Runge-Kutta methods do not enjoy a very good reputation compared with multistep methods for computing ordinary differential equations, and so it was decided to attempt to improve their reliability and efficiency. To that end, in this thesis, five classes of generalized Runge-Kutta have been defined and designated as R(Jn), R(J̄n) R(Jn-k), P(Jn) and P(Jn-k) methods. The R(Jn), R(J̄n) and R(Jn-k) methods are (linearly) implicit and suitable for computing stiff systems. The P(Jn) and P(Jn-k) methods are explicit and suitable for computing non-stiff systems. The R(Jn) methods have received some attention in the literature, the R(J̄n) and P(Jn) methods have been only briefly considered and the R(Jn-k) and P(Jn-k) methods do not appear to have been considered previously. We have improved on the results available for processes of the type R(Jn), R(J̄n) and P(Jn), whilst the results for R(Jn-k) and P(Jn-k) methods are totally new.
The primary consideration in designing the processes has been reliability (that is, able to successfully compute a wide range of problems), rather than efficiency (that is, minimal computational work), and so the R(Jn), R(J̄n) and R(Jn-k) methods satisfy the demanding criterion of Internal S-Stability. A useful recursive formula for obtaining the stability functions has been obtained. The stability of the P(Jn) and P(Jn-k) methods is comparable to explicit Runge-Kuttas of the same order. Consistency conditions for processes of order less than or equal to four have been obtained. In order to obtain efficient processes (without sacrificing reliability), some results concerning the minimum number of function evaluations per step required for a process of particular order (for orders less than or equal to four) have been obtained.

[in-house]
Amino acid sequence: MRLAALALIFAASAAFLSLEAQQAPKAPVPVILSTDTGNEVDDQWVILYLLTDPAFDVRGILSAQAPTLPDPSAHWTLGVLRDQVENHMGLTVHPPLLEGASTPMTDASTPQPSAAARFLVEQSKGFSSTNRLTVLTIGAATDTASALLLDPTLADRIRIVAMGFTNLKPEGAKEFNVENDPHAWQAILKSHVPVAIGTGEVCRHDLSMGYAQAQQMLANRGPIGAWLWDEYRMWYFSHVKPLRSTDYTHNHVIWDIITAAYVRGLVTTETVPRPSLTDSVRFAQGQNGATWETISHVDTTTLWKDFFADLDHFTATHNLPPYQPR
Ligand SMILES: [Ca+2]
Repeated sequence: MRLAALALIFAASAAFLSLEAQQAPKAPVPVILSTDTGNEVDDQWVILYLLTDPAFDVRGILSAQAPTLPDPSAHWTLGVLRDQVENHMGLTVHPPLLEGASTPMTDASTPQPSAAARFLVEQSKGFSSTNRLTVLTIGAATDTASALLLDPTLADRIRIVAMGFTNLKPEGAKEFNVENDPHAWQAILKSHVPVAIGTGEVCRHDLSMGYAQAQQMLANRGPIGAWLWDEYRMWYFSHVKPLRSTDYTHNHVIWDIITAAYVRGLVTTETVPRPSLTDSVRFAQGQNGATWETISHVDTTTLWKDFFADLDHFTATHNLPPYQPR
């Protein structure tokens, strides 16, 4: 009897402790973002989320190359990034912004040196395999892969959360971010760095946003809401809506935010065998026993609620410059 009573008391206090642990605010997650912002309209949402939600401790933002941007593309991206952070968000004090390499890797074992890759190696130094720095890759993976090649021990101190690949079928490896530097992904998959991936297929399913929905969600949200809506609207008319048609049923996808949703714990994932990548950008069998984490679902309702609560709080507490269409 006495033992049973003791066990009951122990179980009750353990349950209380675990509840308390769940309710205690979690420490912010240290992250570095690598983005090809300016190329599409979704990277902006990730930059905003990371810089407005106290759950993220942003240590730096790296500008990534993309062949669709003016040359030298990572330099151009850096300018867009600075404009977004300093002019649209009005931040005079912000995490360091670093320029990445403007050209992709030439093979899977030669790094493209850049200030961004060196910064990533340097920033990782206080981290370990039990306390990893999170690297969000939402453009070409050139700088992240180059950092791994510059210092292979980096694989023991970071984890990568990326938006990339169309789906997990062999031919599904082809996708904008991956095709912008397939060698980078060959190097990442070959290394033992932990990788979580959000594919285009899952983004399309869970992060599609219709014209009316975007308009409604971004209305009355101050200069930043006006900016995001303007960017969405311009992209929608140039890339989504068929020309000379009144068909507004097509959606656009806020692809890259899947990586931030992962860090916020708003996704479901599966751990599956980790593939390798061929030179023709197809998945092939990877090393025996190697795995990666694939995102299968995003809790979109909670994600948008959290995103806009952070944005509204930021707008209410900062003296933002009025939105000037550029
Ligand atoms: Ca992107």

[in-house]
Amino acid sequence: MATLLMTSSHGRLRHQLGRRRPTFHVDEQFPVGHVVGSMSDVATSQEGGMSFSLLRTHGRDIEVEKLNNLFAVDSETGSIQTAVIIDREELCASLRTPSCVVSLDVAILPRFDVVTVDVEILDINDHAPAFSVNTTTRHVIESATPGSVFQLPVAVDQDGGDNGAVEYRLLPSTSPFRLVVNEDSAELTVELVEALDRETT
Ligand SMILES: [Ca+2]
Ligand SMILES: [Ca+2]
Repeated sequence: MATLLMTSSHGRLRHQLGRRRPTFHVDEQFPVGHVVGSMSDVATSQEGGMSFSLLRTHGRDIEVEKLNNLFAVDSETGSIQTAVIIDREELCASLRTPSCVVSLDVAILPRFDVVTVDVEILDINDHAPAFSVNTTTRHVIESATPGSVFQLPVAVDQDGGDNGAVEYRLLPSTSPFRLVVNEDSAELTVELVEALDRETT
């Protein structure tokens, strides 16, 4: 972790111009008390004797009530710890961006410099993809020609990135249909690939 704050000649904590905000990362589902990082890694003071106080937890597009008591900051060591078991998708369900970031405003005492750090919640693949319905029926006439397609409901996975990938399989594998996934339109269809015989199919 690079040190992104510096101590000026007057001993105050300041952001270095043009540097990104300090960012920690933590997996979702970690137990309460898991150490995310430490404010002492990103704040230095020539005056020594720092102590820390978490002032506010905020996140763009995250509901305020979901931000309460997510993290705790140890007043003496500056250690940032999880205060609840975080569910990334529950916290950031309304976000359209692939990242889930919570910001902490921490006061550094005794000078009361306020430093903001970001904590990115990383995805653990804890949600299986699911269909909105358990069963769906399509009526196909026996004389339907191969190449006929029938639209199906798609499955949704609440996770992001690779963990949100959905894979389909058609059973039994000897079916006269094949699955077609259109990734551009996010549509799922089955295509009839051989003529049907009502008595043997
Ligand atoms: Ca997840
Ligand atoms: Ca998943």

In addition, an error estimator similar to that of Fehlberg or England has been developed. Although this error estimator is similar in spirit to the imbedded type formulas where a pth order process has a (p-1)th order process imbedded within it, such that subtraction of the two solutions gives the error estimate, it is shown that for these generalized Runge-Kuttas, the (p-1)th order process is not strictly "imbedded" within the pth order formula, but can be obtained from the information available from the computation of the pth order solution, with very little extra work. Thus it is a simple matter to obtain a cheap error estimator from any generalized Runge-Kutta process without having to simultaneously solve the nonlinear algebraic equations of consistency for orders p and (p-1). Several example processes of all five classes have been obtained and tested numerically.